All Walks has become a powerful voice on the importance of of Diversity in front of the camera.

Naked body and high heels fashion meets pornography

Illustration Lizzie Anne Biggs i-D Magazine

Today we are also calling for Diversity BEHIND the camera too. In our lectures across the UK we’ve begun to talk about the proliferation of hyper-sexualised imagery that makes its way into  fashion. Students are shocked when we display images by top creatives that portray young women as objectified or infantalised and glamourise rape-culture.

Our question, one of ethics and morality as well as equality and diversity, is simply this…If creative teams were full of opinionated, confident, men and women from diverse cultures, would such unevolved out-put be tolerated?

“And so we come to fashion, featuring sexually posturing, naked adolescent girls, models faking arousal with milky ‘come;’ on their faces or female torsos with legs wide open, their shaved vulva framing a fragrance bottle. These make for confusing messages too. Although in an environment where the female body is routinely, manipulated, contorted and controlled, why not? Fashion joins music to reveal itself to be the perfect grow-bag for more misogyny.” More

My piece for the relaunch of i-D Magazine online The Pornification of Men’s Minds and Women’s Bodies  sparked frenzied twitter and Facebook feedback and i-D report this story as their most visited to date. So you are FIRED UP no?
But there are others who have plenty to say about the way fashion is operating of late.


Portrait of Photographer Terry Richardson

Terry Richardson, fashion pornographer. Photograph: REX/Patrick McMullan Co/Sipa

The  Guardian‘s Hadley Freeman writing just after my feature was published noted…

“What marks Richardson out, though, is he has been repeatedly accused of sexual harassing young women modelling for him. Websites such as Jezebel and TheGloss have done commendable work over the years in publicising the experiences of these models, giving them the space to tell their stories without fear, and their reports make for horrendous if not all that surprising reading.

This is a man with a tremendous amount of personal power, abusing his position and taking advantage of young, vulnerable women who don’t feel able to speak up because they know it would cost them their jobs.” More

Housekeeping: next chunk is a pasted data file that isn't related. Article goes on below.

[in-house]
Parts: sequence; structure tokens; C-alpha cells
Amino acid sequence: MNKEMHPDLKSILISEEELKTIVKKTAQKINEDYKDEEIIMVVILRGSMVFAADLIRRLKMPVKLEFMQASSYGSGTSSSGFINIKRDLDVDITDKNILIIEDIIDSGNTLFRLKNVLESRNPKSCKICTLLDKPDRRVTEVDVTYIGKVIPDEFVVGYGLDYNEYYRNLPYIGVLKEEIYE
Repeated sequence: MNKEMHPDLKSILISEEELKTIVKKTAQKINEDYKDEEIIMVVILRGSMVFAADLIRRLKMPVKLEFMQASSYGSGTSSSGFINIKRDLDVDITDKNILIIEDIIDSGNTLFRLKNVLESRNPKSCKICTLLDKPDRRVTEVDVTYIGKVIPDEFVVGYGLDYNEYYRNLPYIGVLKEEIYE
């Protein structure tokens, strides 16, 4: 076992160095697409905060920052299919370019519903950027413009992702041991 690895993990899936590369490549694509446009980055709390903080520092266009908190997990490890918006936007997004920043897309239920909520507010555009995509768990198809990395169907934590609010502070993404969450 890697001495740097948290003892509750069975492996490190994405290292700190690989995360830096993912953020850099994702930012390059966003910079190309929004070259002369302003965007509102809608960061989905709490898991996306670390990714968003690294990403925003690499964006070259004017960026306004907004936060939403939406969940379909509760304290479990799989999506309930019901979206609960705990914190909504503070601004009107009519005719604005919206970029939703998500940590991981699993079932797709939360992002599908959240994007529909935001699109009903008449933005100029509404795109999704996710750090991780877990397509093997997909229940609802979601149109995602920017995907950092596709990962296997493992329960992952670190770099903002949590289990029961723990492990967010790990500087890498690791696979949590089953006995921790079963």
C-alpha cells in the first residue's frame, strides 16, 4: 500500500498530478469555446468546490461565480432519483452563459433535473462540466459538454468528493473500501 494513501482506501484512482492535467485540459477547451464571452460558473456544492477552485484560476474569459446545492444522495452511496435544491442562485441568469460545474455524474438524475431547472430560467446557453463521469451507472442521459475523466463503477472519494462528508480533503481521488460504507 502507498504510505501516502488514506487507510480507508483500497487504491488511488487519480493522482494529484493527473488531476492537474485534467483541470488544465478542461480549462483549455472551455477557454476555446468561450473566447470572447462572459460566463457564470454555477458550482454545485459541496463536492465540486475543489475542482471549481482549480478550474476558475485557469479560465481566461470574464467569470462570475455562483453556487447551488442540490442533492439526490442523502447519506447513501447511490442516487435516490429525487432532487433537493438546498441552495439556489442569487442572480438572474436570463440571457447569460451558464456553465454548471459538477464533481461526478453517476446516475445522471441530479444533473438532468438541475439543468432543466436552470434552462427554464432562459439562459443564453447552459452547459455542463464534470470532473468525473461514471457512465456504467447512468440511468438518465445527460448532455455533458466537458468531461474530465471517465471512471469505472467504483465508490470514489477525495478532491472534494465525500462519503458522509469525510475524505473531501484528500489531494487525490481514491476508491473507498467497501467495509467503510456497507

Jezebel website has lead the way in criticising the fashion industry for it’s complicity and inertia.

“One fashion insider says agencies “know full well Richardson’s predatory behaviour ” but that he “is tolerated because the industry folk are just sheep. There are only a handful of photographers who have the power, a handful of editors who have the power, and a handful of clients who have the power. Everyone else just follows this small group of people.” In a multi-billion-dollar industry where the product is subject to a high level of uncertainty — will this be the look of the season or will that? Will this trend take off or will that one? — people tend to cluster around the handful of people who are powerful enough to actually influence outcomes. Because Richardson carries the dual stamp of editorial approval of Anna Wintour and her French counterpart Carine Roitfeld, and because he also shoots for behemoth commercial clients like H&M, his entrenchment in the fashion pantheon is virtually complete.” More 

There are bigger issues at play than the work of individuals no matter how powerful they are and a recent film: Sex Baby promoted by our friends at Miss Representation looks at mainstream messaging to young women.


“The digital age has been upon us for quite a while; Sexy Baby takes note of the fact and explores what it means to be a part of a generation that has grown up with pornography at their fingertips. Several books have been published in recent years that express concern over what this kind of reality means for our culture as a whole. The trailer highlights this with its attention to the 12 year-old-subject of the film.”

Some debates are crucial and at All Walks we believe the Equality and Diversity debate is paramount. What do you think?

Caryn Franklin

Former fashion editor and co-editor of i-D Magazine for 6 years in the early eighties, Caryn Franklin has been a fashion commentator for 31 years. She presented the BBC’s Clothes Show for 12 years and BBC’s Style Challenge for 3 years as well as producing and presenting numerous documentaries for ITV on designers including Vivienne Westwood, Philip Treacy and Matthew Williamson.

Working in education throughout her career as external assessor and lecturer in colleges like Central St Martins, London College of fashion and Royal College of Art, she is also an ardent fashion activist and has co-chaired the award winning Fashion Targets Breast Cancer for 17 years and proposed the London College of Fashion Centre of Sustainability and is its ambassador.

Follow Caryn on Twitter: @Caryn_franklin